Soviet Communist Party chief Leonid I. Brezhnev is a chronically ill, rapidly aging man with a failing heart, speech and hearing difficulties and other medical problems of uncertain nature that hindered him severely in Moscow this week.

Washington doctors who watch the health of Soviet leaders drew that picture this week of the 70-year-old man whose appearance shocked American diplomats and journalists at the U.S. Soviet arms control talks.

Brezhnev's health is considered vital to the success of the arms negotiations, since it is widely believed that he has been strongly committed to signing an agreement in Washington to ca phis career.

"Mr. Brezhnev has had hear failure periodically for some time, and his constant companion is a cardiologist who is deputy health minister and also in charge of the Kremlin polyclinic," said one government source.

"Heart failure" in medical terms means a heart that chronically or periodically fails to supply the body with enough blood.

Brezhnev's heart failure was called "mild" but still disabling to the point where Western observers think it highly possible, though they are not certain, that he has had an electronic "cardiac pacemaker" implanted inside his chest.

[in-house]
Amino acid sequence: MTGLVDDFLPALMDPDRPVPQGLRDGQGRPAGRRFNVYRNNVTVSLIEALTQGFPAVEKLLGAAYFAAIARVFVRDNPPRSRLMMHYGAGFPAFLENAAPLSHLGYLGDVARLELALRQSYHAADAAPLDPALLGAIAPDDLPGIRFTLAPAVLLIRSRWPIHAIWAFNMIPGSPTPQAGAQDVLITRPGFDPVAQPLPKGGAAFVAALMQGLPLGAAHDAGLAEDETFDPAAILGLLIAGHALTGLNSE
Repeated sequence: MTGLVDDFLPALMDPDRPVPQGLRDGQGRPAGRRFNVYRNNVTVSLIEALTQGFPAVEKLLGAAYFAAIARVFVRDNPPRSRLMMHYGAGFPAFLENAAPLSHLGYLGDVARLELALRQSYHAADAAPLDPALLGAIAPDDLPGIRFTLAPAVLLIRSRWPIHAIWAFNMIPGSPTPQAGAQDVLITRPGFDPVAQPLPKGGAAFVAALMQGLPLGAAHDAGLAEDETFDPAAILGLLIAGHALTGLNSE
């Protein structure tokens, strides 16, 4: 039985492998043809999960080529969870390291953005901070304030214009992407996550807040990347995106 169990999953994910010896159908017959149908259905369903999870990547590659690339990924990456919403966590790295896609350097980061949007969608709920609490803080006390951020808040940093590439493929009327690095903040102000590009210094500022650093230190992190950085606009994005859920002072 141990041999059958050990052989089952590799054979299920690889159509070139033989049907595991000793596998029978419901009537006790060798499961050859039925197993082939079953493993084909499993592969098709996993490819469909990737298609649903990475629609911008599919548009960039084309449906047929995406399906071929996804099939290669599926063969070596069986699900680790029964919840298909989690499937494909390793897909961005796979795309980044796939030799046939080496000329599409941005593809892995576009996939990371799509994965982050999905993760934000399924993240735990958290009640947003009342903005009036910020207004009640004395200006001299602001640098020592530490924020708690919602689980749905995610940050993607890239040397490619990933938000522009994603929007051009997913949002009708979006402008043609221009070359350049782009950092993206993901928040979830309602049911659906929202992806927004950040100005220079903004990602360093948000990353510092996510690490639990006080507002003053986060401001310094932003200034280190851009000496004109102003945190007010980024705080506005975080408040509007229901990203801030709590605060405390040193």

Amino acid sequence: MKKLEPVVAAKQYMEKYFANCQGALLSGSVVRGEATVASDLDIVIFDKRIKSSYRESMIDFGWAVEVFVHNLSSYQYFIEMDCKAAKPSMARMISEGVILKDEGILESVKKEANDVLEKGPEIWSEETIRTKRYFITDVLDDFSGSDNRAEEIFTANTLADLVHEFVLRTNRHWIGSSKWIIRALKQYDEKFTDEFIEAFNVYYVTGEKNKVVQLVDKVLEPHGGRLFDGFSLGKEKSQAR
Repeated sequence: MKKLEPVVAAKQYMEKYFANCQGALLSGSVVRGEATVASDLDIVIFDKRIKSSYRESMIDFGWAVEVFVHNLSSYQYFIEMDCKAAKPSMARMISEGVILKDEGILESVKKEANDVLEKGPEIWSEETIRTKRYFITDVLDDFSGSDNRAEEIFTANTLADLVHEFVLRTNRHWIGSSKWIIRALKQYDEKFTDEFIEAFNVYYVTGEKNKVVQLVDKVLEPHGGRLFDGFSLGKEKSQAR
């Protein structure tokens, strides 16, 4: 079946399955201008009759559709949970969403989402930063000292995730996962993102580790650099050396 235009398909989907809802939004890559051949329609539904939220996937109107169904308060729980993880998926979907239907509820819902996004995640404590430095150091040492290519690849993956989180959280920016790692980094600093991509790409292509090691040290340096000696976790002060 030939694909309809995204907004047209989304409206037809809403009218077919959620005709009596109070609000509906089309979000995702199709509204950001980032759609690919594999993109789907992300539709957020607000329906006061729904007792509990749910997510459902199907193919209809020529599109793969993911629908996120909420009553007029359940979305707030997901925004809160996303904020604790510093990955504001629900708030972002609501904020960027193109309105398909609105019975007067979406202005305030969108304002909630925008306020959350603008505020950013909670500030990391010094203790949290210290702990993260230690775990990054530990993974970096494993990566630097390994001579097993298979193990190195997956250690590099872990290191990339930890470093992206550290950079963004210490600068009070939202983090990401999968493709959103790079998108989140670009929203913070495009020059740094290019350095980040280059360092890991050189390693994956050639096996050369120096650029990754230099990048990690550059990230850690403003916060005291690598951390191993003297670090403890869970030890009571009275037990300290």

Reporters noted Wednesday that Brezhnev's movements and speech were slurred when he appeared before them. Such observations made medical observers think of the possibility of a stroke or a brain tumor, although they are far from ready to state a conclusion.

Brezhnev also failed to respond to reporters' questions. Apparently he did not hear them, it was later learned.

He sometimes wears a hearing aid, and during negotiations, it was reported, American officials had to raise their voices at him to make themselves heard.

"He has had slurred speech caused by recurrent jaw and dental problems for a long time," one medical source said. "That's probably what is bothering him now rather than a stroke, though we don't know for certain. We must just sit back and watch."

The "we," it was explained, refers to a small group of doctors in various federal agencies who scrutinize films and television clips of the Russian leader, interview persons who have seen him and gather other snippets of medical information.

Brezhnev's chronic speech problem was triggered by a jaw infection about five years ago, it was stated. That in turn was part of a series of dental problems that made the Russian leader's jaw hurt so much that on one public occasion he took his teeth out and stepped on them.

Even before the Strategic arms limitation Talks, it was said, Brezhnev had not been well and had missed meetings.

"This is far from a diagnosis," another source cautioned. "He did look bad this week, but he has looked bad sometimes in the past. There is much we don't know. There are probably not very many people even in Russia who do know."